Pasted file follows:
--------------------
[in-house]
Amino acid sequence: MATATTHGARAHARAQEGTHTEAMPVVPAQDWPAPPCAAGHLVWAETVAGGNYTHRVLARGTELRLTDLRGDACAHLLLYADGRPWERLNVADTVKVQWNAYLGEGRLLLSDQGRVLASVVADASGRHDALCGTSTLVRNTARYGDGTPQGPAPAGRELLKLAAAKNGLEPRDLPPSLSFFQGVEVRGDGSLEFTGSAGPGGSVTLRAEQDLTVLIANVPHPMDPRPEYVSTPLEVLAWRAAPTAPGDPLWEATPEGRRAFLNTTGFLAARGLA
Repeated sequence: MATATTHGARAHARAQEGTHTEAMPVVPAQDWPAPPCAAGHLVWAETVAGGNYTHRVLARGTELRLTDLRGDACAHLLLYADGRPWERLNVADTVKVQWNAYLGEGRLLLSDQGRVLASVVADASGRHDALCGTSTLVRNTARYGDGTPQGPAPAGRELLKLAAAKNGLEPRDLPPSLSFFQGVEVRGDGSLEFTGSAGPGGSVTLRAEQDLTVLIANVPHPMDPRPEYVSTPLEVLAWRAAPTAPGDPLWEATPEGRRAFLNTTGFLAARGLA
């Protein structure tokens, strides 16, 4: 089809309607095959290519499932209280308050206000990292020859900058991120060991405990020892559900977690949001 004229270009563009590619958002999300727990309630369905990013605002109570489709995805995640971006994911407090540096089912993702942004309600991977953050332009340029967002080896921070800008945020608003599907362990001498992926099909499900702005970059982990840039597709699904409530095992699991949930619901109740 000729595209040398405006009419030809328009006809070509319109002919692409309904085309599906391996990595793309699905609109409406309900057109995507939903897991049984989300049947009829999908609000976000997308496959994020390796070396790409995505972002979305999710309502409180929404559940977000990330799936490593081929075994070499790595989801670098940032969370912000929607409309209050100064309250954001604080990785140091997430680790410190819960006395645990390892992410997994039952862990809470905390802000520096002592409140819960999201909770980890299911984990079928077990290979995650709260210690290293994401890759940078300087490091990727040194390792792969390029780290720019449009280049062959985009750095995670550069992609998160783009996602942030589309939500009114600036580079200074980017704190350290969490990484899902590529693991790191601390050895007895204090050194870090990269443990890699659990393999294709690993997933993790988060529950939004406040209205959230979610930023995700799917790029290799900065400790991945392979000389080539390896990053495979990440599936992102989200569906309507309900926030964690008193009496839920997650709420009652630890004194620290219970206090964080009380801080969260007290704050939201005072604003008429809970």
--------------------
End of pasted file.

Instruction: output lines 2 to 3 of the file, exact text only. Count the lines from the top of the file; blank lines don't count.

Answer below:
Amino acid sequence: MATATTHGARAHARAQEGTHTEAMPVVPAQDWPAPPCAAGHLVWAETVAGGNYTHRVLARGTELRLTDLRGDACAHLLLYADGRPWERLNVADTVKVQWNAYLGEGRLLLSDQGRVLASVVADASGRHDALCGTSTLVRNTARYGDGTPQGPAPAGRELLKLAAAKNGLEPRDLPPSLSFFQGVEVRGDGSLEFTGSAGPGGSVTLRAEQDLTVLIANVPHPMDPRPEYVSTPLEVLAWRAAPTAPGDPLWEATPEGRRAFLNTTGFLAARGLA
Repeated sequence: MATATTHGARAHARAQEGTHTEAMPVVPAQDWPAPPCAAGHLVWAETVAGGNYTHRVLARGTELRLTDLRGDACAHLLLYADGRPWERLNVADTVKVQWNAYLGEGRLLLSDQGRVLASVVADASGRHDALCGTSTLVRNTARYGDGTPQGPAPAGRELLKLAAAKNGLEPRDLPPSLSFFQGVEVRGDGSLEFTGSAGPGGSVTLRAEQDLTVLIANVPHPMDPRPEYVSTPLEVLAWRAAPTAPGDPLWEATPEGRRAFLNTTGFLAARGLA